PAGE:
It’s natural (and some might argue necessary) for humans to search for silver linings during times that try the spirit. This is one of our unique gifts as a species, that even in the midst of despair we seek out sweet moments to steady us, to keep us going through doubt and uncertainty. 

One of the silver linings of our current historical moment is that it’s forced us to slow down and (hopefully) reevaluate some of what we may have prioritized in the past. Things that may have been all-consuming have dwindled in their significance. Things we may have taken for granted have come galloping to the forefront. Time itself is moving differently. There is so much more of it, and yet it seems all the more precious. And while stay-in-place has presented a myriad of challenges for parents and families, it has also presented families with a (previously unimaginable) scenario: An unforeseen amount of time at home with each other without all the regular trappings of modern life. No school. No organized sports. No afternoons at the mall. No family dinners out. No getting away from each other, for better or for worse. And as we all know at this point some days are certainly better than others. 

So, what’s to be done with all this extra time? What can a parent do to make memories for their kids in the midst of all this madness? It’s this author’s opinion that when in doubt, the answer is always: Food. Lot’s of it. Fresh, homemade, enjoy-at-the-table food. Easily-prepared, eat-in-the backyard-on-a-picnic-blanket food. Even the old frozen-pizza-on-the-couch for a family movie night is an important chance to share food and quality time with your kids. Food is comfort, and comfort (among other things) is what we need right now. And what better time to expand your children’s confidence in the kitchen than during the present moment? In a country where one in three university students doesn’t know how to boil an egg, be the parent that sends their kid off to college knowing how to make a killer omelet. Don’t like to cook yourself? Well, maybe it’s time to learn a few simple dishes you can enjoy with your family while the restaurants are closed down. Cooking at home is cheaper, healthier, and a life-skill that will serve your children well into adulthood.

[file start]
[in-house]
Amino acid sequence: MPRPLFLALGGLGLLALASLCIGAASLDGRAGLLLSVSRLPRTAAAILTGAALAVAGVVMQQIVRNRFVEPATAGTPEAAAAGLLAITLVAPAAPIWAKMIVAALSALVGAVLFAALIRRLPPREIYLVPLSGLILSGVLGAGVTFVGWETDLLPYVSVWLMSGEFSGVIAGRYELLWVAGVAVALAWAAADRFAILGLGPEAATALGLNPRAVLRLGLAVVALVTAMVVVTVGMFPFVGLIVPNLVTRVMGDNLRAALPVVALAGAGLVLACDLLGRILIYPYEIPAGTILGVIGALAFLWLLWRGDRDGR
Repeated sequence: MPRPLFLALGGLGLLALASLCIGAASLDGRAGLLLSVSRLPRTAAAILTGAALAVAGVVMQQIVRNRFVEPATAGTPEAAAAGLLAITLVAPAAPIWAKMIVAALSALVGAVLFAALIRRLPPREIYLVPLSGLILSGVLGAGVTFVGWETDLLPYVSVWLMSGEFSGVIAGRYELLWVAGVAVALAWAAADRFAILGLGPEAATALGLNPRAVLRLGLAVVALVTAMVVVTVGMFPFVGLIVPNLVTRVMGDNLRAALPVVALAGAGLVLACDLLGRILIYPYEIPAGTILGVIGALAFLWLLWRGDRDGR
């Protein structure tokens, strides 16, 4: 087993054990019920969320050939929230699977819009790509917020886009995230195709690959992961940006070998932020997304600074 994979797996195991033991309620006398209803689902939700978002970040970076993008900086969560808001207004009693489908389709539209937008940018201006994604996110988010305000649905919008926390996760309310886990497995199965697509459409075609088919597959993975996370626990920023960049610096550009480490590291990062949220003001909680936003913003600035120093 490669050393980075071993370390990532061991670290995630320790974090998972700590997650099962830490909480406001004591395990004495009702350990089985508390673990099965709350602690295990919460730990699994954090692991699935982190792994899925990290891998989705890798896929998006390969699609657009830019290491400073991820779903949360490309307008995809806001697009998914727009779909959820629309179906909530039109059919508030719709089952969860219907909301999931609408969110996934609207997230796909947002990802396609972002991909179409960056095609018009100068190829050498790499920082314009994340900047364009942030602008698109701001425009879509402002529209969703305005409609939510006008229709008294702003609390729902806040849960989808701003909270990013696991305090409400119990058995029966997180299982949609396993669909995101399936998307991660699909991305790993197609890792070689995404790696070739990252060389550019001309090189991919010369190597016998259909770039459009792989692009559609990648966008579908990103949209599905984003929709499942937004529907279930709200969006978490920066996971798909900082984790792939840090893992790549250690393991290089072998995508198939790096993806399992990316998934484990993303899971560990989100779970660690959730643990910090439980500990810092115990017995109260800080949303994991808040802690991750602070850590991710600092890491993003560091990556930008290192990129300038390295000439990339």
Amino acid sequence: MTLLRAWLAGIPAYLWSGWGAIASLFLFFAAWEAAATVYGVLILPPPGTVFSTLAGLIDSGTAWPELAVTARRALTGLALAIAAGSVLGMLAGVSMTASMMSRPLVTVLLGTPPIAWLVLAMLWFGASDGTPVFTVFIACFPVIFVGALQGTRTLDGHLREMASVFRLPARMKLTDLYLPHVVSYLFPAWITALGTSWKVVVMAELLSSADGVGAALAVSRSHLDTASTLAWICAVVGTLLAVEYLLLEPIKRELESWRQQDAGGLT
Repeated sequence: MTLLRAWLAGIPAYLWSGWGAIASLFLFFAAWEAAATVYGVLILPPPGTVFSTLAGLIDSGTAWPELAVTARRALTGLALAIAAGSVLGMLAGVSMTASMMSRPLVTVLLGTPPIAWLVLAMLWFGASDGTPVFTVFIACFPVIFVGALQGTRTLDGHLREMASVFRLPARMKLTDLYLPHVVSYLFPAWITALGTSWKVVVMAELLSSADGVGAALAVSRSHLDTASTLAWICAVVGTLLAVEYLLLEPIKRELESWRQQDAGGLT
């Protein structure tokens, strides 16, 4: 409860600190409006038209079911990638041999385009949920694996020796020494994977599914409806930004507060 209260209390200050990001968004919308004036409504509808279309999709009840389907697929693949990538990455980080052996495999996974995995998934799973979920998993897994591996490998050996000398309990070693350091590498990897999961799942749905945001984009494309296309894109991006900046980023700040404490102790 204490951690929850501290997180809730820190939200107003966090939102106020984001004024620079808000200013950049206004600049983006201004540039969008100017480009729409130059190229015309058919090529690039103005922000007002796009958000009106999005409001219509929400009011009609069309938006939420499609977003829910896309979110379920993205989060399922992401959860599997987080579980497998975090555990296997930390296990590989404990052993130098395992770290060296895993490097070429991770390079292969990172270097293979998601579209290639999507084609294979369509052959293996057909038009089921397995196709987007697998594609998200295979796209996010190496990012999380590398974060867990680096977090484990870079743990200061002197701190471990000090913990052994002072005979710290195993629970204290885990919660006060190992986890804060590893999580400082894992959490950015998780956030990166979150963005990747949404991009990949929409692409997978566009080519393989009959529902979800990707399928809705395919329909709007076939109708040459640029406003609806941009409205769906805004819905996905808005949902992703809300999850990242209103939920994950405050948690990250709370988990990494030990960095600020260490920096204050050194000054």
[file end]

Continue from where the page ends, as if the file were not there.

In an earlier phase of my teaching career I taught “international cooking” classes to children ages 4-11. As you can imagine, this was a very silly job. The difference between what a pre-Kindergarten kid and one that is nearly a middle-schooler can do in the kitchen is quite vast. To have 6-20 kids of various ages together in one commercial kitchen was a recipe for disaster. I might have one to three kids who could actually read a recipe and six that wanted to spend the entire time putting black olives on their finger tips and dancing around in the ingredients they had (purposely) spilled. But kids love cooking. And EVERYONE loves eating something they have spent time (and olives) cooking. Not every kid is able to chop harder vegetables. Put them in charge of measuring flour. Not every kid is even able to measure flour. Let them play with it. The kitchen can be as much a place of connection and creativity as any classroom, and there is nothing more wonderful than working on a family recipe with the next generation. This is the gift of time we’ve been given: Teach your kids to cook.

Below are a few sites I think are great for kid-friendly cooking lessons. I think the Tasty site is absolutely wonderful for both kids and adults because it’s simple and streamlined. They have Tasty videos for adults and they have Tasty Junior for the kids. (Tasty Junior)

Charli’s Crafty Kitchen 

Nerdy Nummies 

Cook With Amber 

The Bow Girls